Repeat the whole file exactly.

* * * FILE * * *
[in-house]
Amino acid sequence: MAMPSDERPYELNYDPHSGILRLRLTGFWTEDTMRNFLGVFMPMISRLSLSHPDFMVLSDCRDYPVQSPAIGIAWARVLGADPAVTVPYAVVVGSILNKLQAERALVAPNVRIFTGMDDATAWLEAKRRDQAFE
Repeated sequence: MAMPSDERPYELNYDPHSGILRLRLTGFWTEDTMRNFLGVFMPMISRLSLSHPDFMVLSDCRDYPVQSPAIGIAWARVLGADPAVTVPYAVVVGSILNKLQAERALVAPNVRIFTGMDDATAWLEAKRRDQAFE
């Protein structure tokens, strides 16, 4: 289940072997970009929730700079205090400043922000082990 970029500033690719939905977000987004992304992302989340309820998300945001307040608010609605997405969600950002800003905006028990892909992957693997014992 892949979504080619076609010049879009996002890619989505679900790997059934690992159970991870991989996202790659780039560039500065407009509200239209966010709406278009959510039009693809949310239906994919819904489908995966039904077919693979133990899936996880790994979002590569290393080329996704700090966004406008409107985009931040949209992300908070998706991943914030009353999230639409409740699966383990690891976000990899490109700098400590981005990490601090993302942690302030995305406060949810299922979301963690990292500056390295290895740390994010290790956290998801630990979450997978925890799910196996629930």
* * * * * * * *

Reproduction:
[in-house]
Amino acid sequence: MAMPSDERPYELNYDPHSGILRLRLTGFWTEDTMRNFLGVFMPMISRLSLSHPDFMVLSDCRDYPVQSPAIGIAWARVLGADPAVTVPYAVVVGSILNKLQAERALVAPNVRIFTGMDDATAWLEAKRRDQAFE
Repeated sequence: MAMPSDERPYELNYDPHSGILRLRLTGFWTEDTMRNFLGVFMPMISRLSLSHPDFMVLSDCRDYPVQSPAIGIAWARVLGADPAVTVPYAVVVGSILNKLQAERALVAPNVRIFTGMDDATAWLEAKRRDQAFE
């Protein structure tokens, strides 16, 4: 289940072997970009929730700079205090400043922000082990 970029500033690719939905977000987004992304992302989340309820998300945001307040608010609605997405969600950002800003905006028990892909992957693997014992 892949979504080619076609010049879009996002890619989505679900790997059934690992159970991870991989996202790659780039560039500065407009509200239209966010709406278009959510039009693809949310239906994919819904489908995966039904077919693979133990899936996880790994979002590569290393080329996704700090966004406008409107985009931040949209992300908070998706991943914030009353999230639409409740699966383990690891976000990899490109700098400590981005990490601090993302942690302030995305406060949810299922979301963690990292500056390295290895740390994010290790956290998801630990979450997978925890799910196996629930």